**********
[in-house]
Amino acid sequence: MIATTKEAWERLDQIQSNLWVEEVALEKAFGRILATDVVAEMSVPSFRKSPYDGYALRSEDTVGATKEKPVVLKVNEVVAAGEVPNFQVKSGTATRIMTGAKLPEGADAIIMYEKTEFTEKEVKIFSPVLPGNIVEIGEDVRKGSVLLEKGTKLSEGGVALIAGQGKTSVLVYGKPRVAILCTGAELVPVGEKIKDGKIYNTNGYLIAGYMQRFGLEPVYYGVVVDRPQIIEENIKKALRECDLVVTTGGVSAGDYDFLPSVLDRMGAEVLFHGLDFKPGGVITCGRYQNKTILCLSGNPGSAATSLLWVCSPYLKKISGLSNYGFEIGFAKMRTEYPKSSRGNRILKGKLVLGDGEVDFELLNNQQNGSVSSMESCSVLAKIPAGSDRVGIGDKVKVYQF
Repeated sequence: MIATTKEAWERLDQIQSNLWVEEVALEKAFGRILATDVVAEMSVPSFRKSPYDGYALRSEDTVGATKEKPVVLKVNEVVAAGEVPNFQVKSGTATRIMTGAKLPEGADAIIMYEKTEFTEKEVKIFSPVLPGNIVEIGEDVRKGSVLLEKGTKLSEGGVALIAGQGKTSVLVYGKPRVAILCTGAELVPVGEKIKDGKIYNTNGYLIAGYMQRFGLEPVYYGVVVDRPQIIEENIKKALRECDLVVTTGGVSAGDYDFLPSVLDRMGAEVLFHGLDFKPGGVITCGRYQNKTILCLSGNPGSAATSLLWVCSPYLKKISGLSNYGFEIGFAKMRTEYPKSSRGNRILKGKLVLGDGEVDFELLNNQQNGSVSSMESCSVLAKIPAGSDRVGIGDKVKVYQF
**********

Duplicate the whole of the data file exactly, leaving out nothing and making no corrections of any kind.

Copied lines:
[in-house]
Amino acid sequence: MIATTKEAWERLDQIQSNLWVEEVALEKAFGRILATDVVAEMSVPSFRKSPYDGYALRSEDTVGATKEKPVVLKVNEVVAAGEVPNFQVKSGTATRIMTGAKLPEGADAIIMYEKTEFTEKEVKIFSPVLPGNIVEIGEDVRKGSVLLEKGTKLSEGGVALIAGQGKTSVLVYGKPRVAILCTGAELVPVGEKIKDGKIYNTNGYLIAGYMQRFGLEPVYYGVVVDRPQIIEENIKKALRECDLVVTTGGVSAGDYDFLPSVLDRMGAEVLFHGLDFKPGGVITCGRYQNKTILCLSGNPGSAATSLLWVCSPYLKKISGLSNYGFEIGFAKMRTEYPKSSRGNRILKGKLVLGDGEVDFELLNNQQNGSVSSMESCSVLAKIPAGSDRVGIGDKVKVYQF
Repeated sequence: MIATTKEAWERLDQIQSNLWVEEVALEKAFGRILATDVVAEMSVPSFRKSPYDGYALRSEDTVGATKEKPVVLKVNEVVAAGEVPNFQVKSGTATRIMTGAKLPEGADAIIMYEKTEFTEKEVKIFSPVLPGNIVEIGEDVRKGSVLLEKGTKLSEGGVALIAGQGKTSVLVYGKPRVAILCTGAELVPVGEKIKDGKIYNTNGYLIAGYMQRFGLEPVYYGVVVDRPQIIEENIKKALRECDLVVTTGGVSAGDYDFLPSVLDRMGAEVLFHGLDFKPGGVITCGRYQNKTILCLSGNPGSAATSLLWVCSPYLKKISGLSNYGFEIGFAKMRTEYPKSSRGNRILKGKLVLGDGEVDFELLNNQQNGSVSSMESCSVLAKIPAGSDRVGIGDKVKVYQF